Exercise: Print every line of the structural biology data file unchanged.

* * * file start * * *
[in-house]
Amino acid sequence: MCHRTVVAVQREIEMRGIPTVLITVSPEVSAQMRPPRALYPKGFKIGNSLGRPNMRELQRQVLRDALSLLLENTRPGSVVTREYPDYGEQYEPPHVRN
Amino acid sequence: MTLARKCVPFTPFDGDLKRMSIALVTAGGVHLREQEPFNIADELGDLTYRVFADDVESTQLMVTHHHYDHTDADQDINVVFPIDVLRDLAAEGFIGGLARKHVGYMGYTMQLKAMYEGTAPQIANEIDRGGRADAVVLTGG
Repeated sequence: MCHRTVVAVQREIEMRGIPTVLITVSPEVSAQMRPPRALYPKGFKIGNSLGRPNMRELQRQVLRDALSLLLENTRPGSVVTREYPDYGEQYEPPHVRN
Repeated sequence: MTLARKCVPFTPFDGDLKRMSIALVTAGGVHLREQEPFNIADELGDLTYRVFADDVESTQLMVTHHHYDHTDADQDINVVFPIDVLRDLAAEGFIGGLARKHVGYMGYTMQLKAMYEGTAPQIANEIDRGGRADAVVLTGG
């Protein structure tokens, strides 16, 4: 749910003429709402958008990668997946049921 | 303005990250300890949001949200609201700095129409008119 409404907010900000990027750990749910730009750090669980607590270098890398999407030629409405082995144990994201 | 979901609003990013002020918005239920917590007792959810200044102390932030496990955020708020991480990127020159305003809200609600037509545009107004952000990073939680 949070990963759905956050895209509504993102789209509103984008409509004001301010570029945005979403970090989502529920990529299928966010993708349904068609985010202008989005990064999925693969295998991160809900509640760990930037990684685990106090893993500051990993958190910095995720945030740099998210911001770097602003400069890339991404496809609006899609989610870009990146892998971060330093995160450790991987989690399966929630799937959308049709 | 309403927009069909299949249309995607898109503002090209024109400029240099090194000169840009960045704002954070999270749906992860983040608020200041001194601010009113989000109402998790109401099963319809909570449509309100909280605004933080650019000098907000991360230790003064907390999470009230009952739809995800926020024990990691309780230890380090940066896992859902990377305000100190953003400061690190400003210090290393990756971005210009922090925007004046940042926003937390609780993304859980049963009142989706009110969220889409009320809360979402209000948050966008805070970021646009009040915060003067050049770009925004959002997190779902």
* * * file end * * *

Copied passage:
[in-house]
Amino acid sequence: MCHRTVVAVQREIEMRGIPTVLITVSPEVSAQMRPPRALYPKGFKIGNSLGRPNMRELQRQVLRDALSLLLENTRPGSVVTREYPDYGEQYEPPHVRN
Amino acid sequence: MTLARKCVPFTPFDGDLKRMSIALVTAGGVHLREQEPFNIADELGDLTYRVFADDVESTQLMVTHHHYDHTDADQDINVVFPIDVLRDLAAEGFIGGLARKHVGYMGYTMQLKAMYEGTAPQIANEIDRGGRADAVVLTGG
Repeated sequence: MCHRTVVAVQREIEMRGIPTVLITVSPEVSAQMRPPRALYPKGFKIGNSLGRPNMRELQRQVLRDALSLLLENTRPGSVVTREYPDYGEQYEPPHVRN
Repeated sequence: MTLARKCVPFTPFDGDLKRMSIALVTAGGVHLREQEPFNIADELGDLTYRVFADDVESTQLMVTHHHYDHTDADQDINVVFPIDVLRDLAAEGFIGGLARKHVGYMGYTMQLKAMYEGTAPQIANEIDRGGRADAVVLTGG
């Protein structure tokens, strides 16, 4: 749910003429709402958008990668997946049921 | 303005990250300890949001949200609201700095129409008119 409404907010900000990027750990749910730009750090669980607590270098890398999407030629409405082995144990994201 | 979901609003990013002020918005239920917590007792959810200044102390932030496990955020708020991480990127020159305003809200609600037509545009107004952000990073939680 949070990963759905956050895209509504993102789209509103984008409509004001301010570029945005979403970090989502529920990529299928966010993708349904068609985010202008989005990064999925693969295998991160809900509640760990930037990684685990106090893993500051990993958190910095995720945030740099998210911001770097602003400069890339991404496809609006899609989610870009990146892998971060330093995160450790991987989690399966929630799937959308049709 | 309403927009069909299949249309995607898109503002090209024109400029240099090194000169840009960045704002954070999270749906992860983040608020200041001194601010009113989000109402998790109401099963319809909570449509309100909280605004933080650019000098907000991360230790003064907390999470009230009952739809995800926020024990990691309780230890380090940066896992859902990377305000100190953003400061690190400003210090290393990756971005210009922090925007004046940042926003937390609780993304859980049963009142989706009110969220889409009320809360979402209000948050966008805070970021646009009040915060003067050049770009925004959002997190779902």